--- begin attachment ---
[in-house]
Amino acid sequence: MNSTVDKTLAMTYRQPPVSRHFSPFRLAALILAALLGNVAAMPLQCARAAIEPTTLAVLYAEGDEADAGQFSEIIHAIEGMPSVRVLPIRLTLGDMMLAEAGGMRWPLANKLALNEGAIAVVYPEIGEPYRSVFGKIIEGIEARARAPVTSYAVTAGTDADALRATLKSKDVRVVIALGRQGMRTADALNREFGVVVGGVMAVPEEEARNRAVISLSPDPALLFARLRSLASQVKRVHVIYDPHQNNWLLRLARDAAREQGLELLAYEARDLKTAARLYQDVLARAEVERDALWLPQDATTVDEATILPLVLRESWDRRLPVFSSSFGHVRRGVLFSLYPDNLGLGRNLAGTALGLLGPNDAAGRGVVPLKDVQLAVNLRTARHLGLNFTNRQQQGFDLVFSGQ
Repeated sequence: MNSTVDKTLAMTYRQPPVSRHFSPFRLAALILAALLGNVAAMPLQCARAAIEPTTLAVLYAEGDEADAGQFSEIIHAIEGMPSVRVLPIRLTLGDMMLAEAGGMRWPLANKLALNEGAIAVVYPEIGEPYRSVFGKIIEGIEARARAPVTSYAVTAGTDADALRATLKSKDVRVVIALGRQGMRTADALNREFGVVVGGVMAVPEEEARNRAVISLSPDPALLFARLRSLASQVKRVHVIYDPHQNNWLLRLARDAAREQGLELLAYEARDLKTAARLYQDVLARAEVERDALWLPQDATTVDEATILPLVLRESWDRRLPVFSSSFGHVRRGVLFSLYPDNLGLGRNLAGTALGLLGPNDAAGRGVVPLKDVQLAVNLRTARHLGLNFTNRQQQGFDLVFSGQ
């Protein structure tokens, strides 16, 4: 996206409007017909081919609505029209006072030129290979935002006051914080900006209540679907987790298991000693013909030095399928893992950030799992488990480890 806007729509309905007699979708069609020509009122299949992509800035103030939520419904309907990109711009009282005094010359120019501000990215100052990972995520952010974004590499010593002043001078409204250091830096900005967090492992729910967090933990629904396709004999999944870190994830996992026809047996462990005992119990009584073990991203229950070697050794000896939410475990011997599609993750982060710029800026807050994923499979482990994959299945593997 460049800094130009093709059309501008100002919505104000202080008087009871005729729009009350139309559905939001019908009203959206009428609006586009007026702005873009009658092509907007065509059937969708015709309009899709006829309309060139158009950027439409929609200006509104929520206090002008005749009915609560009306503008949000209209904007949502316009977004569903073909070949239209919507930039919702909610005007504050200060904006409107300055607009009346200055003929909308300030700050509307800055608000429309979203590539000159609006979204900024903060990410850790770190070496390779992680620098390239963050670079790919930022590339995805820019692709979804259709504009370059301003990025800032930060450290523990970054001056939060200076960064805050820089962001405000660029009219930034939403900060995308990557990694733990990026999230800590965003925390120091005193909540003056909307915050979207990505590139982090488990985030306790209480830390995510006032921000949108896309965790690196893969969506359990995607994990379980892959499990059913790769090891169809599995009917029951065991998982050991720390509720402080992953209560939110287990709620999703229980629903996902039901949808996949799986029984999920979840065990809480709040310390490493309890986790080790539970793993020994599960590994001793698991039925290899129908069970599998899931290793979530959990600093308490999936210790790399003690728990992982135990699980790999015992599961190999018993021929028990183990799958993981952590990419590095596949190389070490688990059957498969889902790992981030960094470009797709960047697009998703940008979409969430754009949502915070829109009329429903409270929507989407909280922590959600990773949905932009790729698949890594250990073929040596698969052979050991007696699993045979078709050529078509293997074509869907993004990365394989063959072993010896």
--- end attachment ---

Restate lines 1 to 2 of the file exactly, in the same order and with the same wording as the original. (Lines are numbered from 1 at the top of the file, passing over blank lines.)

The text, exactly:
[in-house]
Amino acid sequence: MNSTVDKTLAMTYRQPPVSRHFSPFRLAALILAALLGNVAAMPLQCARAAIEPTTLAVLYAEGDEADAGQFSEIIHAIEGMPSVRVLPIRLTLGDMMLAEAGGMRWPLANKLALNEGAIAVVYPEIGEPYRSVFGKIIEGIEARARAPVTSYAVTAGTDADALRATLKSKDVRVVIALGRQGMRTADALNREFGVVVGGVMAVPEEEARNRAVISLSPDPALLFARLRSLASQVKRVHVIYDPHQNNWLLRLARDAAREQGLELLAYEARDLKTAARLYQDVLARAEVERDALWLPQDATTVDEATILPLVLRESWDRRLPVFSSSFGHVRRGVLFSLYPDNLGLGRNLAGTALGLLGPNDAAGRGVVPLKDVQLAVNLRTARHLGLNFTNRQQQGFDLVFSGQ